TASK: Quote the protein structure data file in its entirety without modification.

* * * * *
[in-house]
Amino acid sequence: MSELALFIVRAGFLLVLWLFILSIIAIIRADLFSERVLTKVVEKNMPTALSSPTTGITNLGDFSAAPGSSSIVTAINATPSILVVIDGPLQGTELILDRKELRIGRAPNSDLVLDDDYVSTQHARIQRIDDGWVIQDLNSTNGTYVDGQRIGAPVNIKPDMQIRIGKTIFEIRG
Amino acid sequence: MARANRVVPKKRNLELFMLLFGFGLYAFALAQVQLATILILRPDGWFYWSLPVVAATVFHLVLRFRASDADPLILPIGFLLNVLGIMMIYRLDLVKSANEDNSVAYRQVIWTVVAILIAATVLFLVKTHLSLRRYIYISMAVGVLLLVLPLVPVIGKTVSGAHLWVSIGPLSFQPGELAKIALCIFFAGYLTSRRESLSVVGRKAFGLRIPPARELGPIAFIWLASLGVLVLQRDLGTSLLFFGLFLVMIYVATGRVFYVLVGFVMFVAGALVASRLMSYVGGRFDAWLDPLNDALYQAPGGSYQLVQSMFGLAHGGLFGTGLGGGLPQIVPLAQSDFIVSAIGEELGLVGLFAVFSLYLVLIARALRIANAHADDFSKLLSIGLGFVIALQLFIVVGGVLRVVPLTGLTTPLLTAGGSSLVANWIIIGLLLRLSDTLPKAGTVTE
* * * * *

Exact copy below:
[in-house]
Amino acid sequence: MSELALFIVRAGFLLVLWLFILSIIAIIRADLFSERVLTKVVEKNMPTALSSPTTGITNLGDFSAAPGSSSIVTAINATPSILVVIDGPLQGTELILDRKELRIGRAPNSDLVLDDDYVSTQHARIQRIDDGWVIQDLNSTNGTYVDGQRIGAPVNIKPDMQIRIGKTIFEIRG
Amino acid sequence: MARANRVVPKKRNLELFMLLFGFGLYAFALAQVQLATILILRPDGWFYWSLPVVAATVFHLVLRFRASDADPLILPIGFLLNVLGIMMIYRLDLVKSANEDNSVAYRQVIWTVVAILIAATVLFLVKTHLSLRRYIYISMAVGVLLLVLPLVPVIGKTVSGAHLWVSIGPLSFQPGELAKIALCIFFAGYLTSRRESLSVVGRKAFGLRIPPARELGPIAFIWLASLGVLVLQRDLGTSLLFFGLFLVMIYVATGRVFYVLVGFVMFVAGALVASRLMSYVGGRFDAWLDPLNDALYQAPGGSYQLVQSMFGLAHGGLFGTGLGGGLPQIVPLAQSDFIVSAIGEELGLVGLFAVFSLYLVLIARALRIANAHADDFSKLLSIGLGFVIALQLFIVVGGVLRVVPLTGLTTPLLTAGGSSLVANWIIIGLLLRLSDTLPKAGTVTE